Some countries require franchisors to register with governmental authorities and to update their records on a continuing basis. Compliance with this requirement can be both costly and burdensome. It has therefore been allocated a value of ten.

4. Other regulations applicable to franchising

Other items which have been identified in the above chapters and included in the FRED are:

  1. franchisor's liability for the franchisee's actions;
  2. obligation to have a piloted business before starting to sell franchises;
  3. right of action for misrepresentation;
  4. statutory protection of the franchisor's confidential information;
  5. specific prohibition of unduly burdensome terms;
  6. general duty of good faith which influences the ongoing franchise relationship;
  7. franchise specific duty of good faith;
  8. prohibition of post termination non-compete restrictions;
  9. prohibition of excessive post term restrictions;
  10. obligation to pay goodwill compensation to a franchisee upon termination.

With the exception of (f), (g), (i) and (j) all elements have been given a value of ten.

The duty of good faith has been awarded a maximum value of thirty, depending on how strongly it influences the ongoing relationship between the parties. Countries which follow the restrictive as well as the adaptive approach have been awarded full points, whereas countries which merely follow the restrictive approach have only been awarded fifteen points.

The total prohibition of post-termination non-compete restrictions has been awarded a value of ten. However, all jurisdictions require such restrictions to be reasonable. The reasonable prohibition of excessive post-term restrictive covenants has been awarded a value of five.

The most onerous (and inappropriate in the author's view) obligation imposed on franchisors, is paying franchisees compensation for the goodwill that the franchisee acquired for the franchisor during the term on termination. The calculation of the amount of compensation differs from country to country, but can be substantial. This requirement to pay compensation is based on an analogy with agency law and represents a substantial financial burden to the franchisor. It has therefore been valued at fifty.

Applying this methodology results in each country having an aggregate FRED score.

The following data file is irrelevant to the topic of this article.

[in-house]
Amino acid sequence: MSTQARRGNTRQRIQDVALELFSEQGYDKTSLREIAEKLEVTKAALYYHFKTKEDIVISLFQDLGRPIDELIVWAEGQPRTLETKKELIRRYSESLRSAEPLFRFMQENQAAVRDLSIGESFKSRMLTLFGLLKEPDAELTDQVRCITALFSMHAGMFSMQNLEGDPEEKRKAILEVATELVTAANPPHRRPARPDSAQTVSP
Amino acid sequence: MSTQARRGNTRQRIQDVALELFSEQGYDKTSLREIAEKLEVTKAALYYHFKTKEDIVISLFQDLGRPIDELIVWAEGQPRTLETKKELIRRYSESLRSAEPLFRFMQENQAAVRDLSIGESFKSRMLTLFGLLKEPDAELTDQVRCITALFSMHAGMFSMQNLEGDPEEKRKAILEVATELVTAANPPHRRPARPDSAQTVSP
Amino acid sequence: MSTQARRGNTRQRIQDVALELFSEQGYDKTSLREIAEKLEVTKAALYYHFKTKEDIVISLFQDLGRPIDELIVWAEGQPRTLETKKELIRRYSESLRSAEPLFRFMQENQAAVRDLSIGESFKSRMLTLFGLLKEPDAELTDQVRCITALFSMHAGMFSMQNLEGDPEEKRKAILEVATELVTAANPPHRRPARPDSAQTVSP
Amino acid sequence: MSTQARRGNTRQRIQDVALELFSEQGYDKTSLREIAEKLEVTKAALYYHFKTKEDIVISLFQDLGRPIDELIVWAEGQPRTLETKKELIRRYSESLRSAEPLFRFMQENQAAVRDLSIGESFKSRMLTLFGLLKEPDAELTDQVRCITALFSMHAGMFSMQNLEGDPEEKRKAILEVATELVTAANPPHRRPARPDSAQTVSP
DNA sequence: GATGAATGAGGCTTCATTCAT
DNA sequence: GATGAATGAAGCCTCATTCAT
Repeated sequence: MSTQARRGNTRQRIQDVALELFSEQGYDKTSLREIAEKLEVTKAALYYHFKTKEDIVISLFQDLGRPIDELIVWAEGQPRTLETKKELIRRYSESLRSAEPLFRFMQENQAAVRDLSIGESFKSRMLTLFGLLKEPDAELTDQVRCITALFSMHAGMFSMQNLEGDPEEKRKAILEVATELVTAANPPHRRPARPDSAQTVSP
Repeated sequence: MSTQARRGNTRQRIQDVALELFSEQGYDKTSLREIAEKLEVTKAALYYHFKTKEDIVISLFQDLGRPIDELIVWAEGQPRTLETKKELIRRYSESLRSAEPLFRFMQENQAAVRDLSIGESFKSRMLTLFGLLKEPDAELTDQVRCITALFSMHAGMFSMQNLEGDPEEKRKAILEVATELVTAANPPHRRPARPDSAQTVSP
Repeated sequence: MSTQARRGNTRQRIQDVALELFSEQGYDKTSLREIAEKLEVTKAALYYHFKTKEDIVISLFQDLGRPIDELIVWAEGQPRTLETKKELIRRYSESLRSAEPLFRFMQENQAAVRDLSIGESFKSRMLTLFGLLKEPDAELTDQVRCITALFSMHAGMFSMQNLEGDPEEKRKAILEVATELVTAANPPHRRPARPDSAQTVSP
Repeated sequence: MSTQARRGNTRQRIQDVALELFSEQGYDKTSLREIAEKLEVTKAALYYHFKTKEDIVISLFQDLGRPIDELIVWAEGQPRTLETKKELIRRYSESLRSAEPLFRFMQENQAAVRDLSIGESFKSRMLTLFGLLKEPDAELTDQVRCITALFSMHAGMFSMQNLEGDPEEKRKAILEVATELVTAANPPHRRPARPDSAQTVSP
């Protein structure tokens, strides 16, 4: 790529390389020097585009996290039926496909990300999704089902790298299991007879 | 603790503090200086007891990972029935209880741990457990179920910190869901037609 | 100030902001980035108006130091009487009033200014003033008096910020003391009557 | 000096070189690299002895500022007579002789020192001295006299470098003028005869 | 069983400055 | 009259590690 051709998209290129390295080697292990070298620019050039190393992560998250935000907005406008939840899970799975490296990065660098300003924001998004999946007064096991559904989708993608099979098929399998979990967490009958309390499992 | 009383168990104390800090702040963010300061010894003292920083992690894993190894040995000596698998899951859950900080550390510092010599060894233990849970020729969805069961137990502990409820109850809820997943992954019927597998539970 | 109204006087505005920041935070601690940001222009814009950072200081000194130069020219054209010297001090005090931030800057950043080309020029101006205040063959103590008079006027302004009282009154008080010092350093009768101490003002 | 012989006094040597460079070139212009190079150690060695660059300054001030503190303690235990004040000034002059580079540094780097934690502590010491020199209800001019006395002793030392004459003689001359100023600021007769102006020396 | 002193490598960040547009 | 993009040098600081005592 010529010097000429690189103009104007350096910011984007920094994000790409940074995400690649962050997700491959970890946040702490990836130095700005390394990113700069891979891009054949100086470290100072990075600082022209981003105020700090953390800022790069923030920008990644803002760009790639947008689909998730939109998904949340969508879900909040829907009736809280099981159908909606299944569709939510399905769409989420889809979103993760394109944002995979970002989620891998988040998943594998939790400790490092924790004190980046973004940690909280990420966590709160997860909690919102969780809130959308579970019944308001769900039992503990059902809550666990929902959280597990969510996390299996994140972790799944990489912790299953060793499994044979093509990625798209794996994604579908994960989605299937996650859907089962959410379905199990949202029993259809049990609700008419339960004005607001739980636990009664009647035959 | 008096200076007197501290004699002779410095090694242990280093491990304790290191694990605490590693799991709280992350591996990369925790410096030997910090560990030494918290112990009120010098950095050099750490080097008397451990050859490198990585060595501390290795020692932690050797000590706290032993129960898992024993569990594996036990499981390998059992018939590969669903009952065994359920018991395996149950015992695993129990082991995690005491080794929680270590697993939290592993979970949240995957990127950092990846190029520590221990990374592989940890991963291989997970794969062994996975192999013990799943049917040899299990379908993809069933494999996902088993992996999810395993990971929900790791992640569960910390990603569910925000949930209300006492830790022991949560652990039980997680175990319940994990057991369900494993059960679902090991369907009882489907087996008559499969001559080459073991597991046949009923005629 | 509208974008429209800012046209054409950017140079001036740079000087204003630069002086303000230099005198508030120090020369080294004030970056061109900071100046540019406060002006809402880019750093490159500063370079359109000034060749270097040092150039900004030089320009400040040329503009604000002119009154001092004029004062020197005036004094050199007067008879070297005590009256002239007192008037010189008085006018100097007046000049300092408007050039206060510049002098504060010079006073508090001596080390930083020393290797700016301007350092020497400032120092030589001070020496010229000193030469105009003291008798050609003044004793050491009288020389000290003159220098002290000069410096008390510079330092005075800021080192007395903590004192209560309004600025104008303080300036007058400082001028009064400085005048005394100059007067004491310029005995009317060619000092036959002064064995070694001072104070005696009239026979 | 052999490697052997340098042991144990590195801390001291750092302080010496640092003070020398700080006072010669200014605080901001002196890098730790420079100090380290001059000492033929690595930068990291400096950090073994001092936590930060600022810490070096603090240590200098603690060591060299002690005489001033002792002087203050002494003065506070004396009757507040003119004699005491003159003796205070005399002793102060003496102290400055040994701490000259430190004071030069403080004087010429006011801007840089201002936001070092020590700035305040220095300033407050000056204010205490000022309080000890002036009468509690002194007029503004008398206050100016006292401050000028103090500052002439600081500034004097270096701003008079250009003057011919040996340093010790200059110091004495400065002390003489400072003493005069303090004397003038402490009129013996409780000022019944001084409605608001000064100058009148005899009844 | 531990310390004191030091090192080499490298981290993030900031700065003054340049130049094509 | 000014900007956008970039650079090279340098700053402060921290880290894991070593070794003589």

Observations from the FRED scores

The USA has a FRED Score of 118 and Australia one of 127 which places the two jurisdictions with the most complete franchise regulations in the middle of three distinct bands.

The top band of most heavily regulated EU member states, with scores of 170-160, are Austria (170), Germany (170), Portugal (165) and Greece (160). The influence of German law, particularly its interpretation of the duty of good faith, consumer law and commercial agency is very apparent and accounts for the high scores.

The mid tier band, with scores of between 130 and 105 include three member states with franchise specific regulations, Lithuania (130), Spain (124), and Estonia (105).

The lower tier with scores of between 90 and 15, includes 5 member states with franchise regulations. Italy (90), Belgium (90), Sweden (60), France (57) and Romania (53).


The research clearly suggest that the greatest regulatory burden is placed upon franchising by those EU member states that do not have franchise specific laws but instead adopt the Germanic approach of imposing a heavy duty of good faith on franchisors and treating franchisees as quasi employees, quasi consumers and commercial agents.

They place a heavier burden upon franchising than the two non-EU countries that are commonly acknowledged to have the most highly developed franchise specific regulatory systems in the world, the USA and Australia.

The most franchisor friendly EU members states would appear to be the common law jurisdictions of the EU, Ireland and Cyprus and, surprisingly, five of the eight member states that have franchise specific laws (Italy, Belgium, Sweden, France and Romania).

ANNEX – Franchise Regulatory Evaluation Data

(The highest score signifies the heavy regulatory burden imposed upon franchising).



FRED Score
































The Netherlands












Czech Republic




































The UK








The content of this article is intended to provide a general guide to the subject matter. Specialist advice should be sought about your specific circumstances.